I’ve always thought of (my) version of bisexuality as a spectrum. Moving through periods of ‘yeah dudes’ to ‘yeah women’ I’ve always wondered if other people are just 50/50 all the time and what’s that like…but regardless of how I experienced it, I was always also always so sure of it. From the first time I said it out loud when I was 17, (Thanks to Alan Cumming…that’s another blog) I’ve always been utterly unshakable. That was what made sense to me. Even when it didn’t always make sense. Earlier this year I wrote a play about being bisexual and not fitting in. (shameless plug, its here) how bisexual identity has never been an easy road for any of us. But I was always so sure that label was right. 

Not long after writing that play, and after much much harassment by friends (which I am now happily, irritatingly paying forward)  I started watching Schitt’s Creek.

Oh here’s the blog post we expected you to write today Ems. 

And yes, I felt so incredibly seen by the show. And by  David Rose in particular.  His ‘I like the wine not the label’ metaphor was like a revelation. So much so I literally have a print of it on my desk. Likewise his gender-fluid dressing, anxious disposition,  and yes incredibly extra attitude and lovely quiffed hair (what I can’t over-identify there much? especially the quiff I have hair envy). Anyone who has had the misfortune to be subjected to what can generously be described as ‘passion’ for that show fully expected me to write about that for Bi Visibility day right?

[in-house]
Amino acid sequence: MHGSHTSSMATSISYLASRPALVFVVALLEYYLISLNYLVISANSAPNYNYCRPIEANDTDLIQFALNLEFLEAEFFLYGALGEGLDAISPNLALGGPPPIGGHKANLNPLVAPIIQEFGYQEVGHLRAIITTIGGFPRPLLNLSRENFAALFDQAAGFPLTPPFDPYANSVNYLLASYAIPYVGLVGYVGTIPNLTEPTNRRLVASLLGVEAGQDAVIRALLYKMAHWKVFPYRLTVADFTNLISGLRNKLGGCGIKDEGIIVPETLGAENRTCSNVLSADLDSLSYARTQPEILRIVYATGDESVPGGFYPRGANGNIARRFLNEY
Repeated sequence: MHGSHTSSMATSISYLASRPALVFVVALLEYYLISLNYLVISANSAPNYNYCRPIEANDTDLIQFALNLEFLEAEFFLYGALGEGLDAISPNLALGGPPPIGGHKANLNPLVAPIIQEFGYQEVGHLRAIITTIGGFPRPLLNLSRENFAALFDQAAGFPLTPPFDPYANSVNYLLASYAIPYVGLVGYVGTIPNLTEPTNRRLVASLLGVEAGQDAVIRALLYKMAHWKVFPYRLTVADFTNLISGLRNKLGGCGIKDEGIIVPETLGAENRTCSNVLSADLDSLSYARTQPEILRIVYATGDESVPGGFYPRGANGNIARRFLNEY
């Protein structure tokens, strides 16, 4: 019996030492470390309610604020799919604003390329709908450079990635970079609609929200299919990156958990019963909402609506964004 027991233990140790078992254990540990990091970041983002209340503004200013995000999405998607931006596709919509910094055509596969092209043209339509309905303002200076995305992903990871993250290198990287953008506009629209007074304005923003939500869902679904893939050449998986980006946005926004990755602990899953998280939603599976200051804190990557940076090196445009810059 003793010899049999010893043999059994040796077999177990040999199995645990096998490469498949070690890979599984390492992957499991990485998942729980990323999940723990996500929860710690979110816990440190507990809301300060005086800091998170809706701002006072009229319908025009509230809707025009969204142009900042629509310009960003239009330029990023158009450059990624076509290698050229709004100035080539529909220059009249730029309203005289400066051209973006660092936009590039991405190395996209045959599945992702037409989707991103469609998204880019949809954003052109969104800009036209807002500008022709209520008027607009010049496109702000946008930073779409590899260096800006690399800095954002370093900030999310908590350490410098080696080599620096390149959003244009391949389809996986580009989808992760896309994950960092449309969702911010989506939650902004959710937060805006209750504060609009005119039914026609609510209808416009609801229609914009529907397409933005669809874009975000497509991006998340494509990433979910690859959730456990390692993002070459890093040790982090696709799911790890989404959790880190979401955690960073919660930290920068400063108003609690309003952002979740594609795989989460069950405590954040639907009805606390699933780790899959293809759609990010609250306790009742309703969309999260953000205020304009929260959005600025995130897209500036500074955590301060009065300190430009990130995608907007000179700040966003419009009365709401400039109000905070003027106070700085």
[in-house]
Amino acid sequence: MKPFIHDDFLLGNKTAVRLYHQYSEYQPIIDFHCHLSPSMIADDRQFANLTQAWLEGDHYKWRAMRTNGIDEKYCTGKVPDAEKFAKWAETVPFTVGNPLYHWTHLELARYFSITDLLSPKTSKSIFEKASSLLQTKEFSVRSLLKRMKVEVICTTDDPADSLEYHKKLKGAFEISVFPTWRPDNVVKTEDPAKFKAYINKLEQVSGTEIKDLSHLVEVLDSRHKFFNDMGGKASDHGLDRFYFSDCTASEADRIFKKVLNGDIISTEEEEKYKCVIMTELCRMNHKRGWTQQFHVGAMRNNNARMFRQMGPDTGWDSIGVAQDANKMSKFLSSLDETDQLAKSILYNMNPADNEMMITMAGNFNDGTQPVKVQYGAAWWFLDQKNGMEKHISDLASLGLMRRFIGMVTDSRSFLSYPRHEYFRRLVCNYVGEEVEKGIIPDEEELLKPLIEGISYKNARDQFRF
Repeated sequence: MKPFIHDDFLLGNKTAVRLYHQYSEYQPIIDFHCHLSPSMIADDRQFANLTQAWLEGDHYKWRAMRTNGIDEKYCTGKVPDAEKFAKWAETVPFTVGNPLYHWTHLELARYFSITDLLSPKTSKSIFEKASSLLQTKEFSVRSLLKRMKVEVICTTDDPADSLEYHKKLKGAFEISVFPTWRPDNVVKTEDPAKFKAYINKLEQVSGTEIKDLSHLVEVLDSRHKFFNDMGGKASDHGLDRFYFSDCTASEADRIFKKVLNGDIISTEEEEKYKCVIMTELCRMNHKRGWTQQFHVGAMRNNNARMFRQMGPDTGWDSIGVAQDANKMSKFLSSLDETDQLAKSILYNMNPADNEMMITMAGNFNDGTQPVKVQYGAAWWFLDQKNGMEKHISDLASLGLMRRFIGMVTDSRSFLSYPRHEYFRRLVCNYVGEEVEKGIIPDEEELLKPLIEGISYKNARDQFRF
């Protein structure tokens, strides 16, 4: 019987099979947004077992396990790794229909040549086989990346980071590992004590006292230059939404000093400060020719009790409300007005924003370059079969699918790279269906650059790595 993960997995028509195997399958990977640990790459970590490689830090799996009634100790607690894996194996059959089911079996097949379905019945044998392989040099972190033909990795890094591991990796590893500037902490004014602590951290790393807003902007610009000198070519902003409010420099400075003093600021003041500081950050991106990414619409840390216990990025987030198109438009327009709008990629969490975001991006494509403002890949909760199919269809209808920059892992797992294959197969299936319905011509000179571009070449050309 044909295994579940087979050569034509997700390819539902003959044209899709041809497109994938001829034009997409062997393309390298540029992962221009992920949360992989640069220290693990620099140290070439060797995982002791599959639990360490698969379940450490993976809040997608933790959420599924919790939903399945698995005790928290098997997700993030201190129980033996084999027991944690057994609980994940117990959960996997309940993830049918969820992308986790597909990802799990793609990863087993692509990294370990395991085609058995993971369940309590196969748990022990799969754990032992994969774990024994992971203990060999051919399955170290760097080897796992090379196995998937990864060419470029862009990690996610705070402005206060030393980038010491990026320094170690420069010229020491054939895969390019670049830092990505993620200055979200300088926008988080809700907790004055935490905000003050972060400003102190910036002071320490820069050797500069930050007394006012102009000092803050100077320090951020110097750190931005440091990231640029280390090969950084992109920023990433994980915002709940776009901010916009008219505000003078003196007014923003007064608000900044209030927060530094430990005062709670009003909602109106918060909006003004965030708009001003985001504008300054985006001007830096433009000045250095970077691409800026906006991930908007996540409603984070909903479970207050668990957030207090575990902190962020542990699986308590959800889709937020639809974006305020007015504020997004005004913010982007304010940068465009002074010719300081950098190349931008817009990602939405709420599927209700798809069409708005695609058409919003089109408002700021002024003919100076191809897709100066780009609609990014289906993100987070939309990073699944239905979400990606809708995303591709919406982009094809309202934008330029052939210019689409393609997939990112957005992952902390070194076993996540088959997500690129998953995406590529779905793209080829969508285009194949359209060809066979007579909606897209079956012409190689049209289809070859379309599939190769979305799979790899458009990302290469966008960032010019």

And it did. It really did. It does. I urge anyone to watch that episode alone for an exercise in acceptance and love from friends and family, and yourself. Whatever your preferences. I love that. I cling to that. And luckily my Mum is the perfect mix of the Roses (just mad enough to be Moria, but just sensible enough to be Johnny too) and my friends are all basically Stevie.